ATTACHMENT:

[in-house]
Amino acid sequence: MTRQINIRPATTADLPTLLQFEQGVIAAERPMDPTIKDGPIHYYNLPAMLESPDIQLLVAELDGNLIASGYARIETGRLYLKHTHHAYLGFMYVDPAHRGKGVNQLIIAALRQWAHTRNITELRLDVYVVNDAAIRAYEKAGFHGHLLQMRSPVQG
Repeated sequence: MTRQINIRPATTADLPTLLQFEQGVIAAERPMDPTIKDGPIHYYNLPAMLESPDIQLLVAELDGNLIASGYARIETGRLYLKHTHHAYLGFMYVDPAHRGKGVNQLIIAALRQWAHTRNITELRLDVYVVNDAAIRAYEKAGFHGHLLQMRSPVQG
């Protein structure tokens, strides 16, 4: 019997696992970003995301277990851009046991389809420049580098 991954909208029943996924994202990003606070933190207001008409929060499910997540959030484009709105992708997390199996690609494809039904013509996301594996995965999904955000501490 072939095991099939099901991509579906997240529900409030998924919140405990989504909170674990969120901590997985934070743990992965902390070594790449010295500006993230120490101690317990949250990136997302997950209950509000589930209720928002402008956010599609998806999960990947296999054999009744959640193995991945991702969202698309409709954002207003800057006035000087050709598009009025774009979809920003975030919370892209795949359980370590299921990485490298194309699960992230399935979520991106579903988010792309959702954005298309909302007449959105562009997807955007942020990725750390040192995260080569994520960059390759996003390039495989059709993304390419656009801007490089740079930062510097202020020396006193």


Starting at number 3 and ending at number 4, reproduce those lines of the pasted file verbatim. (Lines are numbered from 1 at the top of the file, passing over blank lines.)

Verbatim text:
Repeated sequence: MTRQINIRPATTADLPTLLQFEQGVIAAERPMDPTIKDGPIHYYNLPAMLESPDIQLLVAELDGNLIASGYARIETGRLYLKHTHHAYLGFMYVDPAHRGKGVNQLIIAALRQWAHTRNITELRLDVYVVNDAAIRAYEKAGFHGHLLQMRSPVQG
């Protein structure tokens, strides 16, 4: 019997696992970003995301277990851009046991389809420049580098 991954909208029943996924994202990003606070933190207001008409929060499910997540959030484009709105992708997390199996690609494809039904013509996301594996995965999904955000501490 072939095991099939099901991509579906997240529900409030998924919140405990989504909170674990969120901590997985934070743990992965902390070594790449010295500006993230120490101690317990949250990136997302997950209950509000589930209720928002402008956010599609998806999960990947296999054999009744959640193995991945991702969202698309409709954002207003800057006035000087050709598009009025774009979809920003975030919370892209795949359980370590299921990485490298194309699960992230399935979520991106579903988010792309959702954005298309909302007449959105562009997807955007942020990725750390040192995260080569994520960059390759996003390039495989059709993304390419656009801007490089740079930062510097202020020396006193």